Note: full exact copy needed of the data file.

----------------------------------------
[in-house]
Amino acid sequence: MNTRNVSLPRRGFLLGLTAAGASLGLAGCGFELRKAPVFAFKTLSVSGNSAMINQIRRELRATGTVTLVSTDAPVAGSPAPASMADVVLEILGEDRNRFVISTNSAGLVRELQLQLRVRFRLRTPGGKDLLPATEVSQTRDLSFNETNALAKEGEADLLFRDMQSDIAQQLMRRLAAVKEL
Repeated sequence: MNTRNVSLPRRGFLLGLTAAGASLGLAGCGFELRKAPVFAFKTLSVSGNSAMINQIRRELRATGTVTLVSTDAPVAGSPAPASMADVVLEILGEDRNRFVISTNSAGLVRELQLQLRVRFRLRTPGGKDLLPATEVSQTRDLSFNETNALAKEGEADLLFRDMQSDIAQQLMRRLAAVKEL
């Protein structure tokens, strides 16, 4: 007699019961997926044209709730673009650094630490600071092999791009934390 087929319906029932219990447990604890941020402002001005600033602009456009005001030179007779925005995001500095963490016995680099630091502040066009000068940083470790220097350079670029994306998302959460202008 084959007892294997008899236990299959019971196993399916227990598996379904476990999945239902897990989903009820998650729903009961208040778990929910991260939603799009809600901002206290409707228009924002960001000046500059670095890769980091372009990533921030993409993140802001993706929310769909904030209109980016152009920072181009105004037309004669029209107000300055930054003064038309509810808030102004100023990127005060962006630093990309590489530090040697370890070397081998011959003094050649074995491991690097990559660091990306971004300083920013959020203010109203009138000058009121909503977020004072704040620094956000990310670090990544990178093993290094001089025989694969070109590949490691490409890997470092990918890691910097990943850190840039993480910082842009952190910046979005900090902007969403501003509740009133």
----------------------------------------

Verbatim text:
[in-house]
Amino acid sequence: MNTRNVSLPRRGFLLGLTAAGASLGLAGCGFELRKAPVFAFKTLSVSGNSAMINQIRRELRATGTVTLVSTDAPVAGSPAPASMADVVLEILGEDRNRFVISTNSAGLVRELQLQLRVRFRLRTPGGKDLLPATEVSQTRDLSFNETNALAKEGEADLLFRDMQSDIAQQLMRRLAAVKEL
Repeated sequence: MNTRNVSLPRRGFLLGLTAAGASLGLAGCGFELRKAPVFAFKTLSVSGNSAMINQIRRELRATGTVTLVSTDAPVAGSPAPASMADVVLEILGEDRNRFVISTNSAGLVRELQLQLRVRFRLRTPGGKDLLPATEVSQTRDLSFNETNALAKEGEADLLFRDMQSDIAQQLMRRLAAVKEL
């Protein structure tokens, strides 16, 4: 007699019961997926044209709730673009650094630490600071092999791009934390 087929319906029932219990447990604890941020402002001005600033602009456009005001030179007779925005995001500095963490016995680099630091502040066009000068940083470790220097350079670029994306998302959460202008 084959007892294997008899236990299959019971196993399916227990598996379904476990999945239902897990989903009820998650729903009961208040778990929910991260939603799009809600901002206290409707228009924002960001000046500059670095890769980091372009990533921030993409993140802001993706929310769909904030209109980016152009920072181009105004037309004669029209107000300055930054003064038309509810808030102004100023990127005060962006630093990309590489530090040697370890070397081998011959003094050649074995491991690097990559660091990306971004300083920013959020203010109203009138000058009121909503977020004072704040620094956000990310670090990544990178093993290094001089025989694969070109590949490691490409890997470092990918890691910097990943850190840039993480910082842009952190910046979005900090902007969403501003509740009133």